Manure Manager

Features Manure Application Protection Regulations State
Considerations when hauling manure


April 12, 2012
By South Dakota State University Extension

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April 11, 2012, Brookings, SD – Livestock manure nutrients are a valuable resource available to crop farmers in South Dakota.

When obtaining manure from an outside livestock facility, especially from an out-of-state facility, crop farmers are encouraged to ask about environmental permits at the state and county level, explains Erin Cortus, South Dakota State University (SDSU) Extension air quality and waste management specialist.

“There are a couple different things that need to be considered when purchasing manure and hauling it across state lines,” she says. “Is the facility you’re buying the manure from considered a Concentrated Animal Feeding Operation (CAFO) or not? If this out-of-state facility is not considered a CAFO, then the general permit restrictions don’t apply.”

However, she adds, if the livestock facility is permitted, then the permitted livestock operation must include the partnering crop farmer’s acreage in their nutrient management plans, and have all needed documentation in place with the state to ensure the manure is being used properly. This includes a written agreement, Cortus explains.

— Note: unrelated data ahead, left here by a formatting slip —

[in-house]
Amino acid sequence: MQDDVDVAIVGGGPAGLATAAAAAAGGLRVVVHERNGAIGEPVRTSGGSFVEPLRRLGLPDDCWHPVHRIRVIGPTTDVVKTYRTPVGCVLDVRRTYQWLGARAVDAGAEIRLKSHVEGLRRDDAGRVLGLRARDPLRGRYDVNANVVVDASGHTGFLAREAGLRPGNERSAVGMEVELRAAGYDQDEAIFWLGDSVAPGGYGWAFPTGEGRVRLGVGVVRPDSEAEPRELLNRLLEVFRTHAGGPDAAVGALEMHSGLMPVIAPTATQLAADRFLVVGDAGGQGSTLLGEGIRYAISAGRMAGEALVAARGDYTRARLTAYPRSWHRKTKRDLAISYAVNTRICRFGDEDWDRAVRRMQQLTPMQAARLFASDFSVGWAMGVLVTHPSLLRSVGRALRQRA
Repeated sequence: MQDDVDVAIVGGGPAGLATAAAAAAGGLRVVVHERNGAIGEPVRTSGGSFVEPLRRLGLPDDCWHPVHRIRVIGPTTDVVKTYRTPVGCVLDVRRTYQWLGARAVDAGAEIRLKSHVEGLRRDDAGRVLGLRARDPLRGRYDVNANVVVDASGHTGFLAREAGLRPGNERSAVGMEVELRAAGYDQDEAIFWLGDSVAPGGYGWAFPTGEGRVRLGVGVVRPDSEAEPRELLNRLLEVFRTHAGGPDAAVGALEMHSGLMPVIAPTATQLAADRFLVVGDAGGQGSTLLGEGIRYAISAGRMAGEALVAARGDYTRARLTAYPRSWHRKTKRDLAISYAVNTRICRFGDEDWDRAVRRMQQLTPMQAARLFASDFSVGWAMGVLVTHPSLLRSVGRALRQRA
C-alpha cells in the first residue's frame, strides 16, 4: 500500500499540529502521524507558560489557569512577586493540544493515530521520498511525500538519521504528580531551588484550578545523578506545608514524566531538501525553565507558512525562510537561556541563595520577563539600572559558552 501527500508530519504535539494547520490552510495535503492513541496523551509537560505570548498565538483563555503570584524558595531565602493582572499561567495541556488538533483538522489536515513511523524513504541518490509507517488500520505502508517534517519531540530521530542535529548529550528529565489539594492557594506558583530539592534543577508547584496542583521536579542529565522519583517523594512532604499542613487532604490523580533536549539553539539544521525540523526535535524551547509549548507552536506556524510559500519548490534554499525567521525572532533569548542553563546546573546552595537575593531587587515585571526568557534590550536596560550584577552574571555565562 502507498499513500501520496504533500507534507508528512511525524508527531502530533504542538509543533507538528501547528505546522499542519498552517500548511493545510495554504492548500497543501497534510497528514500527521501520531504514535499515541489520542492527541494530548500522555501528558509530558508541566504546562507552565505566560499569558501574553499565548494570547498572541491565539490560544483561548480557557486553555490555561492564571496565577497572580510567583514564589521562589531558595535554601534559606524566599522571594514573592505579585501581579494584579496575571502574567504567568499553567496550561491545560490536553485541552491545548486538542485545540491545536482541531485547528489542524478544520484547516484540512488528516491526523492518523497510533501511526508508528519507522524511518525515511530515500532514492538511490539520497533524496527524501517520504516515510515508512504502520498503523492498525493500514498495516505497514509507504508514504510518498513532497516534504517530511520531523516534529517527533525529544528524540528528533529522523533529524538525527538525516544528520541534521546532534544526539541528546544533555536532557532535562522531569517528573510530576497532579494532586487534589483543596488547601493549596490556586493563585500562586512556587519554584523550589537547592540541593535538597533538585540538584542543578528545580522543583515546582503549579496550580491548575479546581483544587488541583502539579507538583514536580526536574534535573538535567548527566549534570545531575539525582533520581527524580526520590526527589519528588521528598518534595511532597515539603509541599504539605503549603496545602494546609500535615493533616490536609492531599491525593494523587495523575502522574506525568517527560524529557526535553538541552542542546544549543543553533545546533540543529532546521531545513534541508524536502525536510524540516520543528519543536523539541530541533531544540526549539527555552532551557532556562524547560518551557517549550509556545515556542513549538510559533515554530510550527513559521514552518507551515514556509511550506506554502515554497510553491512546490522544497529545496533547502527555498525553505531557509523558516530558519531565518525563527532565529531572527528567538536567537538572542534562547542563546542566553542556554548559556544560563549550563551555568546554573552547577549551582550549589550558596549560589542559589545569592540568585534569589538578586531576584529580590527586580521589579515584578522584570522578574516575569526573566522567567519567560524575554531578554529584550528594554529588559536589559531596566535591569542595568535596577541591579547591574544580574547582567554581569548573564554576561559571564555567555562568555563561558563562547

“If your land is included as part of another producer’s nutrient management plan, the South Dakota Department of Environment and Natural Resources will need a written agreement from the land owner,” said Cortus, adding that similar steps need to be taken when manure is hauled from a permitted facility within South Dakota. This responsibility falls on the livestock producer.

She also encourages farmers, before purchasing manure, to ask if the manure has been manipulated so they understand what they will be receiving. Manipulated manure can be considered a soil amendment or fertilizer and different distribution and storage rules therefore apply.

“Manipulating manure can include drying, cooking, grinding, adding other materials, pelletizing or composting, according to South Dakota Department of Agriculture,” she said.

Cortus advises anyone dealing with livestock manure to handle and apply the nutrients in a responsible manner.